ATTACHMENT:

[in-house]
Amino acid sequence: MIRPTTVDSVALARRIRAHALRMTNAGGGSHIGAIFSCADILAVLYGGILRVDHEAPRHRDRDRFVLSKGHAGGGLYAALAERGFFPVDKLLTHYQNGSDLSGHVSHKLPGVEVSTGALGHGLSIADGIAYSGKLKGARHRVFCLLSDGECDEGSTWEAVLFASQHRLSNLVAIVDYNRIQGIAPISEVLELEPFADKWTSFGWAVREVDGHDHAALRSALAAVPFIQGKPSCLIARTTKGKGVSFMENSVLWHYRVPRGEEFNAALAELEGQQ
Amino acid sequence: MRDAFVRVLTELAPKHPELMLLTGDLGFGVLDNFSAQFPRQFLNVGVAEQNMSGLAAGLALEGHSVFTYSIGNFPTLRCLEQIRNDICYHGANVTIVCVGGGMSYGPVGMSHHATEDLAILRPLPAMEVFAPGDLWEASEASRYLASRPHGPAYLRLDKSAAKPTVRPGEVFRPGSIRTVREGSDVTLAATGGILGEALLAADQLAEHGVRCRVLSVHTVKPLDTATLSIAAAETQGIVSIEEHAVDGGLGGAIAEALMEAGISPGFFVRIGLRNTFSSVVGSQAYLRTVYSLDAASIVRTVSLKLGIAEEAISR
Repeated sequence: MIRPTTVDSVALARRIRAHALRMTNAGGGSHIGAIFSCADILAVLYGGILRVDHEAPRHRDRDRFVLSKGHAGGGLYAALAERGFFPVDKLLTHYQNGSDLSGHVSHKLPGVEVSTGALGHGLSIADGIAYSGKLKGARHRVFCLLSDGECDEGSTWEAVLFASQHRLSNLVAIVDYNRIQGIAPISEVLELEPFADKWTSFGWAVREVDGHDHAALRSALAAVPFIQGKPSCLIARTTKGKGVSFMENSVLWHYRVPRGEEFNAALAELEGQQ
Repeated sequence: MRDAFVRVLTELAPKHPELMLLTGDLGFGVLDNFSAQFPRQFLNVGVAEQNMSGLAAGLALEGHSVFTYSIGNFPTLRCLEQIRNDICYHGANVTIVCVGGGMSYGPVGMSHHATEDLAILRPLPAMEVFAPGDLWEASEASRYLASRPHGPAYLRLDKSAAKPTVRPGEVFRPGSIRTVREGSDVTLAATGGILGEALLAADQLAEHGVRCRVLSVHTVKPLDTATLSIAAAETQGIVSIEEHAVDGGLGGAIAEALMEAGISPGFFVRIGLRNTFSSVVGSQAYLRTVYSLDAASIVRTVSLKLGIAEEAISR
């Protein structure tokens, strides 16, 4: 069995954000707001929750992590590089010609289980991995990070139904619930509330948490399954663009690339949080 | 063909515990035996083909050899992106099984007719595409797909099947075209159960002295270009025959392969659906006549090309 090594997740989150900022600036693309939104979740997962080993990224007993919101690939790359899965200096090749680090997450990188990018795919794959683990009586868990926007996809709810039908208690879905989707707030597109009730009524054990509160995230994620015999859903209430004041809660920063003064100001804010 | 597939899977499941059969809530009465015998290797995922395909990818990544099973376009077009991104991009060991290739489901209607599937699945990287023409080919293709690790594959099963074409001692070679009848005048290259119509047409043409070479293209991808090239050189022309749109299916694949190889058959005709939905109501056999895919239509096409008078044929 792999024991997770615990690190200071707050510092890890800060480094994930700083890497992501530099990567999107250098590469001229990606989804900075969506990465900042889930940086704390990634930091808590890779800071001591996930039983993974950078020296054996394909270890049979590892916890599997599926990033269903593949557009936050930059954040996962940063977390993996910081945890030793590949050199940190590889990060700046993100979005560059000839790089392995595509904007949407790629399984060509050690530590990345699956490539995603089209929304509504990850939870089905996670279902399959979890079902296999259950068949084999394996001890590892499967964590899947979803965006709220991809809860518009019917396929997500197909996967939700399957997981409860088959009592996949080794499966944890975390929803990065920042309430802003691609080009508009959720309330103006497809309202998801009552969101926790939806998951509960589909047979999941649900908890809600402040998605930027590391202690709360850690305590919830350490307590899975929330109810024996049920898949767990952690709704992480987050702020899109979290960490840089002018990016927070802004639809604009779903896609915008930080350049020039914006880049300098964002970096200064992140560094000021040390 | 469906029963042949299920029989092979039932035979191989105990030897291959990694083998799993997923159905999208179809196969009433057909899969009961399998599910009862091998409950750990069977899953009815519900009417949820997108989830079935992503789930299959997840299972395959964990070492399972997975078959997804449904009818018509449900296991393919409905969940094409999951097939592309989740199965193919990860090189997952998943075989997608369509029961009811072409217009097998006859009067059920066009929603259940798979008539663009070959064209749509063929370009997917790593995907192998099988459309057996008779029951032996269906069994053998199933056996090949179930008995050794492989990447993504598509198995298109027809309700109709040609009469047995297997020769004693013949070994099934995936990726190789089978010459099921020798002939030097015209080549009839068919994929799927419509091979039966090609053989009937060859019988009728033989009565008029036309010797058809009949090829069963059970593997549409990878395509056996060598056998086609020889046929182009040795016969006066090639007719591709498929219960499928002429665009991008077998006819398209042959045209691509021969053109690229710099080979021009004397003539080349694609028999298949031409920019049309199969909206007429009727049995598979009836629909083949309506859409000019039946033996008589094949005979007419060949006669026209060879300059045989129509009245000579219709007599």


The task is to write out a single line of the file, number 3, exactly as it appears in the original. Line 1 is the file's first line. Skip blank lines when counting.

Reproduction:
Amino acid sequence: MRDAFVRVLTELAPKHPELMLLTGDLGFGVLDNFSAQFPRQFLNVGVAEQNMSGLAAGLALEGHSVFTYSIGNFPTLRCLEQIRNDICYHGANVTIVCVGGGMSYGPVGMSHHATEDLAILRPLPAMEVFAPGDLWEASEASRYLASRPHGPAYLRLDKSAAKPTVRPGEVFRPGSIRTVREGSDVTLAATGGILGEALLAADQLAEHGVRCRVLSVHTVKPLDTATLSIAAAETQGIVSIEEHAVDGGLGGAIAEALMEAGISPGFFVRIGLRNTFSSVVGSQAYLRTVYSLDAASIVRTVSLKLGIAEEAISR